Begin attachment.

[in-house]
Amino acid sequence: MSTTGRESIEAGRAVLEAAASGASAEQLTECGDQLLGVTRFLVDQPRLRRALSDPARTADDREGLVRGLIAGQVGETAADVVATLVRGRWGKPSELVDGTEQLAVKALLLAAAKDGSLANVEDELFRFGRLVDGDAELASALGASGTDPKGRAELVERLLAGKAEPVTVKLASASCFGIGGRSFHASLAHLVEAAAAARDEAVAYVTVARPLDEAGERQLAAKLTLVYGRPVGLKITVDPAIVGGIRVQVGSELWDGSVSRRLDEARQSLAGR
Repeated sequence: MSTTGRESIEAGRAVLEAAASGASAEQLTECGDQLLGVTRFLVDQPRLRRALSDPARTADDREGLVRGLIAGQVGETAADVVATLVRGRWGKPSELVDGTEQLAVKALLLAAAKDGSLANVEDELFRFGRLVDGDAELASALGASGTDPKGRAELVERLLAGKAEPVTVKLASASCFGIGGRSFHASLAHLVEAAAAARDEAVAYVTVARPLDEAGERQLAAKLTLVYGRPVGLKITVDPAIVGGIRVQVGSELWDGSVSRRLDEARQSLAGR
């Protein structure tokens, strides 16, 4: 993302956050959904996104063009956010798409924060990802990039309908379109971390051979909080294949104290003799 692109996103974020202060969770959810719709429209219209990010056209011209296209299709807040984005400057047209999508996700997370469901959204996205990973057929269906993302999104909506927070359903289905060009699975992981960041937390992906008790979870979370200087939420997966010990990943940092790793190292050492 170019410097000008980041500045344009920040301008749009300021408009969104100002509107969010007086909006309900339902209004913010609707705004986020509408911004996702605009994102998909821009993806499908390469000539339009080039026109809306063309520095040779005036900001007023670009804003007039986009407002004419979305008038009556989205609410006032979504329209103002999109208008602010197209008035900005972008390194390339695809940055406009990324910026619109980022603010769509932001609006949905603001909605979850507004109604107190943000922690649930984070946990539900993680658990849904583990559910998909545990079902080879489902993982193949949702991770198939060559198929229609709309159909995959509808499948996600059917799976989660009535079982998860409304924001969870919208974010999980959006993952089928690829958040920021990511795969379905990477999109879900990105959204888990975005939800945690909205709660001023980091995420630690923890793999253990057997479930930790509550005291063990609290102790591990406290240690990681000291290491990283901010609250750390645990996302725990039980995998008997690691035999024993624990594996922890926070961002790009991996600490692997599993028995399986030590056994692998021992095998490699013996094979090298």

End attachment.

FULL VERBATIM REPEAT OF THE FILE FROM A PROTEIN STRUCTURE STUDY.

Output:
[in-house]
Amino acid sequence: MSTTGRESIEAGRAVLEAAASGASAEQLTECGDQLLGVTRFLVDQPRLRRALSDPARTADDREGLVRGLIAGQVGETAADVVATLVRGRWGKPSELVDGTEQLAVKALLLAAAKDGSLANVEDELFRFGRLVDGDAELASALGASGTDPKGRAELVERLLAGKAEPVTVKLASASCFGIGGRSFHASLAHLVEAAAAARDEAVAYVTVARPLDEAGERQLAAKLTLVYGRPVGLKITVDPAIVGGIRVQVGSELWDGSVSRRLDEARQSLAGR
Repeated sequence: MSTTGRESIEAGRAVLEAAASGASAEQLTECGDQLLGVTRFLVDQPRLRRALSDPARTADDREGLVRGLIAGQVGETAADVVATLVRGRWGKPSELVDGTEQLAVKALLLAAAKDGSLANVEDELFRFGRLVDGDAELASALGASGTDPKGRAELVERLLAGKAEPVTVKLASASCFGIGGRSFHASLAHLVEAAAAARDEAVAYVTVARPLDEAGERQLAAKLTLVYGRPVGLKITVDPAIVGGIRVQVGSELWDGSVSRRLDEARQSLAGR
């Protein structure tokens, strides 16, 4: 993302956050959904996104063009956010798409924060990802990039309908379109971390051979909080294949104290003799 692109996103974020202060969770959810719709429209219209990010056209011209296209299709807040984005400057047209999508996700997370469901959204996205990973057929269906993302999104909506927070359903289905060009699975992981960041937390992906008790979870979370200087939420997966010990990943940092790793190292050492 170019410097000008980041500045344009920040301008749009300021408009969104100002509107969010007086909006309900339902209004913010609707705004986020509408911004996702605009994102998909821009993806499908390469000539339009080039026109809306063309520095040779005036900001007023670009804003007039986009407002004419979305008038009556989205609410006032979504329209103002999109208008602010197209008035900005972008390194390339695809940055406009990324910026619109980022603010769509932001609006949905603001909605979850507004109604107190943000922690649930984070946990539900993680658990849904583990559910998909545990079902080879489902993982193949949702991770198939060559198929229609709309159909995959509808499948996600059917799976989660009535079982998860409304924001969870919208974010999980959006993952089928690829958040920021990511795969379905990477999109879900990105959204888990975005939800945690909205709660001023980091995420630690923890793999253990057997479930930790509550005291063990609290102790591990406290240690990681000291290491990283901010609250750390645990996302725990039980995998008997690691035999024993624990594996922890926070961002790009991996600490692997599993028995399986030590056994692998021992095998490699013996094979090298």